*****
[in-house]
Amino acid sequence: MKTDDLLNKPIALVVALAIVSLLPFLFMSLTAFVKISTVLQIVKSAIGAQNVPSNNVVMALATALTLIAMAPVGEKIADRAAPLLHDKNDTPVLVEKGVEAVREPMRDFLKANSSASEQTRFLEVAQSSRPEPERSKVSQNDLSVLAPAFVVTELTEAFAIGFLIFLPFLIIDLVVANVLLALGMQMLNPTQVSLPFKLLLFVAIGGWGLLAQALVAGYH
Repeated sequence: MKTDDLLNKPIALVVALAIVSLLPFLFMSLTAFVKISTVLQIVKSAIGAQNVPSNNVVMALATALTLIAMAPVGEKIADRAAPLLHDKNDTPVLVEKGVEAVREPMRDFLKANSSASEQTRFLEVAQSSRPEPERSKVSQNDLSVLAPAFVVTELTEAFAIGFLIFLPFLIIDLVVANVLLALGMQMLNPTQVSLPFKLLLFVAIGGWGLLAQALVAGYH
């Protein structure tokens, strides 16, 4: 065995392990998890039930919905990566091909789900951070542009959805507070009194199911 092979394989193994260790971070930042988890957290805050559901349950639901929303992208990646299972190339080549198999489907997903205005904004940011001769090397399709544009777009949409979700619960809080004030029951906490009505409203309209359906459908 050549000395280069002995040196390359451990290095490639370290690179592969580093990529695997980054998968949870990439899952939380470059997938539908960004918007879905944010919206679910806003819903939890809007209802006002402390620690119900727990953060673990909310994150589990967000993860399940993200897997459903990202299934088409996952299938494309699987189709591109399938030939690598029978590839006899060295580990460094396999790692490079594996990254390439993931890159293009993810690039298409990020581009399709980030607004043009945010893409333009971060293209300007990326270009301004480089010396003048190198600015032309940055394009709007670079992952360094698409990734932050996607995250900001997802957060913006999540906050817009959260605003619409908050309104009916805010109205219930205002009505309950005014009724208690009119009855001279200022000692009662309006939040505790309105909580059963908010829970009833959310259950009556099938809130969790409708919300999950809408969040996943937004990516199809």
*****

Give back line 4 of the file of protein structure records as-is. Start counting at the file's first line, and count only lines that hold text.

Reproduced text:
């Protein structure tokens, strides 16, 4: 065995392990998890039930919905990566091909789900951070542009959805507070009194199911 092979394989193994260790971070930042988890957290805050559901349950639901929303992208990646299972190339080549198999489907997903205005904004940011001769090397399709544009777009949409979700619960809080004030029951906490009505409203309209359906459908 050549000395280069002995040196390359451990290095490639370290690179592969580093990529695997980054998968949870990439899952939380470059997938539908960004918007879905944010919206679910806003819903939890809007209802006002402390620690119900727990953060673990909310994150589990967000993860399940993200897997459903990202299934088409996952299938494309699987189709591109399938030939690598029978590839006899060295580990460094396999790692490079594996990254390439993931890159293009993810690039298409990020581009399709980030607004043009945010893409333009971060293209300007990326270009301004480089010396003048190198600015032309940055394009709007670079992952360094698409990734932050996607995250900001997802957060913006999540906050817009959260605003619409908050309104009916805010109205219930205002009505309950005014009724208690009119009855001279200022000692009662309006939040505790309105909580059963908010829970009833959310259950009556099938809130969790409708919300999950809408969040996943937004990516199809």